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Disruption, Delivery and Degrees

By Doug Lederman

Many college professors and administrators shudder at comparisons between what they do and what, say, computer or automobile makers do. (And just watch how they bristle if you dare call higher education an “industry.”) But in a new report, the man who examined how technology has “disrupted” and reshaped those and other manufacturing industries has turned his gaze to higher education, arguing that it faces peril if it does not change to meet the challenge.

The report, “Disrupting College,” was also the subject of a panel discussion Tuesday at the Center for American Progress, which released the report along with the Innosight Institute. (A video recording of the event is available [at the website].)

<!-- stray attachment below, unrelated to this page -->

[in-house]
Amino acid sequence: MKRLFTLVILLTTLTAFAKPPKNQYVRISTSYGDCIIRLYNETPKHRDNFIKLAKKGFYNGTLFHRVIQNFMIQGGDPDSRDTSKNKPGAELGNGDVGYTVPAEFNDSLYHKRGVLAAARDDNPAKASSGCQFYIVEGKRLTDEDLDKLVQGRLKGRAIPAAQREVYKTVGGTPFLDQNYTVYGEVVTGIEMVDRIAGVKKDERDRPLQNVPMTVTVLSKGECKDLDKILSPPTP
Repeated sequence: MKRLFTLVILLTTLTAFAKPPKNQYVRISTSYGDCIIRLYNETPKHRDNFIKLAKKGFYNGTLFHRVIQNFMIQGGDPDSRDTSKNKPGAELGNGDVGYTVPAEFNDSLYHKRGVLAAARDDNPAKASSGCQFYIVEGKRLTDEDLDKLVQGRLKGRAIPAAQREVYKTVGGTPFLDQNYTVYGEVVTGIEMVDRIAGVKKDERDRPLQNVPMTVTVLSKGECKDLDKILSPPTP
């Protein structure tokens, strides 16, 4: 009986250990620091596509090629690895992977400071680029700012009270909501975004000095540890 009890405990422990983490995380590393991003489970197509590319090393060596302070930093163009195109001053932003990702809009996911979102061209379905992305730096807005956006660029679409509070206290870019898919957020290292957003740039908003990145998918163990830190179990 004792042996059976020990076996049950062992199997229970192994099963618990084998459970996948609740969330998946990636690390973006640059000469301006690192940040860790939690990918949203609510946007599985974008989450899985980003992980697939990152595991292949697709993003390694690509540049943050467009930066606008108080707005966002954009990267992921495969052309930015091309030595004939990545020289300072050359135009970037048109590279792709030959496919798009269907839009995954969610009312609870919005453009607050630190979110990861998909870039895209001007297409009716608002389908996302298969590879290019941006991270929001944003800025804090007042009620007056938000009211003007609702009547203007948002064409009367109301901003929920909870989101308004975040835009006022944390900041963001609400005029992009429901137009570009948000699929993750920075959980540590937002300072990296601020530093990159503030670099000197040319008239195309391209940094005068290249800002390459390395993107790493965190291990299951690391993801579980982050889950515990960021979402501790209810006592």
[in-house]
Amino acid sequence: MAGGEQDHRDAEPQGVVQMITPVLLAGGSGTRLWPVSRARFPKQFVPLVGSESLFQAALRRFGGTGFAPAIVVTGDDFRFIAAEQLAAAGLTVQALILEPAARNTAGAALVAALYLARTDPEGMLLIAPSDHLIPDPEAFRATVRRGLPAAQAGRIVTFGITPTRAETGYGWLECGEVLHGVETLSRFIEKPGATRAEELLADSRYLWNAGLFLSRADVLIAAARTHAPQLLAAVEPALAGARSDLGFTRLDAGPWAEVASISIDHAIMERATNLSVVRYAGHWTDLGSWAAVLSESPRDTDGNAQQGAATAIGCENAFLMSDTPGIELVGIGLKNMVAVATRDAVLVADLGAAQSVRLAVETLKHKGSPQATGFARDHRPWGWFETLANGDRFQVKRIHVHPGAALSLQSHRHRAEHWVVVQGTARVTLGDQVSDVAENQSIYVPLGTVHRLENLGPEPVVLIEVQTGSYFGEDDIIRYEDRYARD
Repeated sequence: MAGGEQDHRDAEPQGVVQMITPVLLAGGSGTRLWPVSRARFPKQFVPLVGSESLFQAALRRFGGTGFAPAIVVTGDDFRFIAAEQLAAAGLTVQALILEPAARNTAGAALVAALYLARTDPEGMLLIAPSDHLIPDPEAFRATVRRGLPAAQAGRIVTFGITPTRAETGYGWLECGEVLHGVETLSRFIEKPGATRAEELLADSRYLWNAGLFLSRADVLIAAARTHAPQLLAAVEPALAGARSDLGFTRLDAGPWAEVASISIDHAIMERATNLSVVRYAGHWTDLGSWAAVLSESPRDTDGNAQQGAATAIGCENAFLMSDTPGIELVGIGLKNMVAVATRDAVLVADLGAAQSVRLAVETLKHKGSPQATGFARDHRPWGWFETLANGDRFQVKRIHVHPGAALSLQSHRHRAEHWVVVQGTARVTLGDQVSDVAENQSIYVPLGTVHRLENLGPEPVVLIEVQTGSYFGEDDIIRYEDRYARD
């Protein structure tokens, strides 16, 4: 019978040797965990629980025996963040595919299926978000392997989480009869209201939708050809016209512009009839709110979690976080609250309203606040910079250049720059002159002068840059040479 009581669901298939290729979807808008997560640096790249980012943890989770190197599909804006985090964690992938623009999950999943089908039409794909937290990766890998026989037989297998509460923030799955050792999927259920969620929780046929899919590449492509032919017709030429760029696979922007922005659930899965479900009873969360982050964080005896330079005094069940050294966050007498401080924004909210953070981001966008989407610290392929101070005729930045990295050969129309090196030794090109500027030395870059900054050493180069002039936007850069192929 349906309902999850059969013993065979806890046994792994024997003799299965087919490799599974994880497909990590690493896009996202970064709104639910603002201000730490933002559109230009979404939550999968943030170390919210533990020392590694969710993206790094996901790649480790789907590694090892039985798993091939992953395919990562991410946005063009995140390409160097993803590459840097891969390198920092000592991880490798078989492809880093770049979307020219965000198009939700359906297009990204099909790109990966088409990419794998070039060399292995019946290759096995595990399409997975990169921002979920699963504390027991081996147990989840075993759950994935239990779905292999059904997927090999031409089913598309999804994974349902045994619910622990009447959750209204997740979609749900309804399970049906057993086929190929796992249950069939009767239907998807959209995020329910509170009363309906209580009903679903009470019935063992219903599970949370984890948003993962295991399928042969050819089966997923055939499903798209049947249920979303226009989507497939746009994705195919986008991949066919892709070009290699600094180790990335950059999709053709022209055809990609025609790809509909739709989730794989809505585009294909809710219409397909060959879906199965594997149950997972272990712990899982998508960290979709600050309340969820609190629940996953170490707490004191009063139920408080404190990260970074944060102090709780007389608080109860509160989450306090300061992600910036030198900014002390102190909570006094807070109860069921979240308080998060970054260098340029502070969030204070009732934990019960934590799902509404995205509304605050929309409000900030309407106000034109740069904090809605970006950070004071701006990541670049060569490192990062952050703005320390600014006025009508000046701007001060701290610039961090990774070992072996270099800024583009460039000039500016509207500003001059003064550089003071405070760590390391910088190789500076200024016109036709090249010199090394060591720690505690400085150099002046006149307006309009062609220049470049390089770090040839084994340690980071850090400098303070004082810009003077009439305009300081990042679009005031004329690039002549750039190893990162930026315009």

Clayton M. Christensen, the Robert and Jane Cizik Professor of Business Administration at Harvard Business School, coined the term “disruptive innovation” in a series of books (among them The Innovator’s Dilemma and The Innovator’s Solution) that examined how technological changes altered existing markets for key products and services, usually by lowering prices or making them available to a different (and usually broader) audience. While Christensen’s early work focused on manufacturing industries and commercial services like restaurants, he and his colleagues, in their more recent studies, have turned to key social enterprises such as K-12 education and health care.

Continued at: http://www.insidehighered.com/news/2011/02/09/online_learning_as_disruptive_technology_in_higher_education

Read the report: http://www.americanprogress.org/issues/2011/02/disrupting_college.html

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